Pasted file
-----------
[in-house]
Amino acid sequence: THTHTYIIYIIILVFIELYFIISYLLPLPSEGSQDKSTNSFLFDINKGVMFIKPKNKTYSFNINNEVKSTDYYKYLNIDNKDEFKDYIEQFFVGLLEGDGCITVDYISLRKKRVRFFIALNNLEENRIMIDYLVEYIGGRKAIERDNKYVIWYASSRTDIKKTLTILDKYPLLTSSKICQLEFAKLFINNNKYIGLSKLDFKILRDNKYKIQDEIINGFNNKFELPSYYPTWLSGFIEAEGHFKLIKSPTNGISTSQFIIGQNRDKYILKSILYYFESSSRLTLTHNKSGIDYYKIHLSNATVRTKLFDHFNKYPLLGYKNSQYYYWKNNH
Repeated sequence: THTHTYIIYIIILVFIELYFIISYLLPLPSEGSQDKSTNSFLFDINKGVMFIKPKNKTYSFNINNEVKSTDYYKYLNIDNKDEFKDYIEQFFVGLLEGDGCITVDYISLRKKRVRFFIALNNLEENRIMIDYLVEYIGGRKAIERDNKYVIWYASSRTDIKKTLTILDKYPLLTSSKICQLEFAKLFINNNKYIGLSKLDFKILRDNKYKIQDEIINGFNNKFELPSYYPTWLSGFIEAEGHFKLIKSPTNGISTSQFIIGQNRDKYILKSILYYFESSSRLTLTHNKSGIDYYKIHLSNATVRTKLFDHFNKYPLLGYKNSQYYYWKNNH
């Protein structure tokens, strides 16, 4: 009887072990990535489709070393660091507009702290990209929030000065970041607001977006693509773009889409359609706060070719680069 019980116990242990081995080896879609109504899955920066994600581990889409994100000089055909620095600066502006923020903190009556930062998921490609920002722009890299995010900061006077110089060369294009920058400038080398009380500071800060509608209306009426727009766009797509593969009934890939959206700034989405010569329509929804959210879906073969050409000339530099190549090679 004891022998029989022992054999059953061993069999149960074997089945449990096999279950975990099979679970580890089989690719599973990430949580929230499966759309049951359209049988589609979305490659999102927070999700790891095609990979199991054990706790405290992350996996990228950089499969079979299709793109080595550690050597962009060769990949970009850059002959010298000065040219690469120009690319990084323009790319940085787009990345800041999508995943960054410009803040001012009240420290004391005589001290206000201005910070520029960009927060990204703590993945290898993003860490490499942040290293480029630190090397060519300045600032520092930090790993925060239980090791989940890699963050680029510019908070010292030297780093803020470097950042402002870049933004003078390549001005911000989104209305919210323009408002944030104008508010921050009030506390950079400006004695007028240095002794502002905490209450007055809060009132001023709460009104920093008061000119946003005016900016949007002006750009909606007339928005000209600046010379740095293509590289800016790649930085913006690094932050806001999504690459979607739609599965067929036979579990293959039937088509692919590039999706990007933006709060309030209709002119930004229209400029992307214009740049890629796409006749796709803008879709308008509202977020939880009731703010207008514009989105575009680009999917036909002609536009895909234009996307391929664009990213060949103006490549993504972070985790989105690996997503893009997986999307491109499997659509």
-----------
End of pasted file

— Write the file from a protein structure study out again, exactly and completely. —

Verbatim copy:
[in-house]
Amino acid sequence: THTHTYIIYIIILVFIELYFIISYLLPLPSEGSQDKSTNSFLFDINKGVMFIKPKNKTYSFNINNEVKSTDYYKYLNIDNKDEFKDYIEQFFVGLLEGDGCITVDYISLRKKRVRFFIALNNLEENRIMIDYLVEYIGGRKAIERDNKYVIWYASSRTDIKKTLTILDKYPLLTSSKICQLEFAKLFINNNKYIGLSKLDFKILRDNKYKIQDEIINGFNNKFELPSYYPTWLSGFIEAEGHFKLIKSPTNGISTSQFIIGQNRDKYILKSILYYFESSSRLTLTHNKSGIDYYKIHLSNATVRTKLFDHFNKYPLLGYKNSQYYYWKNNH
Repeated sequence: THTHTYIIYIIILVFIELYFIISYLLPLPSEGSQDKSTNSFLFDINKGVMFIKPKNKTYSFNINNEVKSTDYYKYLNIDNKDEFKDYIEQFFVGLLEGDGCITVDYISLRKKRVRFFIALNNLEENRIMIDYLVEYIGGRKAIERDNKYVIWYASSRTDIKKTLTILDKYPLLTSSKICQLEFAKLFINNNKYIGLSKLDFKILRDNKYKIQDEIINGFNNKFELPSYYPTWLSGFIEAEGHFKLIKSPTNGISTSQFIIGQNRDKYILKSILYYFESSSRLTLTHNKSGIDYYKIHLSNATVRTKLFDHFNKYPLLGYKNSQYYYWKNNH
């Protein structure tokens, strides 16, 4: 009887072990990535489709070393660091507009702290990209929030000065970041607001977006693509773009889409359609706060070719680069 019980116990242990081995080896879609109504899955920066994600581990889409994100000089055909620095600066502006923020903190009556930062998921490609920002722009890299995010900061006077110089060369294009920058400038080398009380500071800060509608209306009426727009766009797509593969009934890939959206700034989405010569329509929804959210879906073969050409000339530099190549090679 004891022998029989022992054999059953061993069999149960074997089945449990096999279950975990099979679970580890089989690719599973990430949580929230499966759309049951359209049988589609979305490659999102927070999700790891095609990979199991054990706790405290992350996996990228950089499969079979299709793109080595550690050597962009060769990949970009850059002959010298000065040219690469120009690319990084323009790319940085787009990345800041999508995943960054410009803040001012009240420290004391005589001290206000201005910070520029960009927060990204703590993945290898993003860490490499942040290293480029630190090397060519300045600032520092930090790993925060239980090791989940890699963050680029510019908070010292030297780093803020470097950042402002870049933004003078390549001005911000989104209305919210323009408002944030104008508010921050009030506390950079400006004695007028240095002794502002905490209450007055809060009132001023709460009104920093008061000119946003005016900016949007002006750009909606007339928005000209600046010379740095293509590289800016790649930085913006690094932050806001999504690459979607739609599965067929036979579990293959039937088509692919590039999706990007933006709060309030209709002119930004229209400029992307214009740049890629796409006749796709803008879709308008509202977020939880009731703010207008514009989105575009680009999917036909002609536009895909234009996307391929664009990213060949103006490549993504972070985790989105690996997503893009997986999307491109499997659509």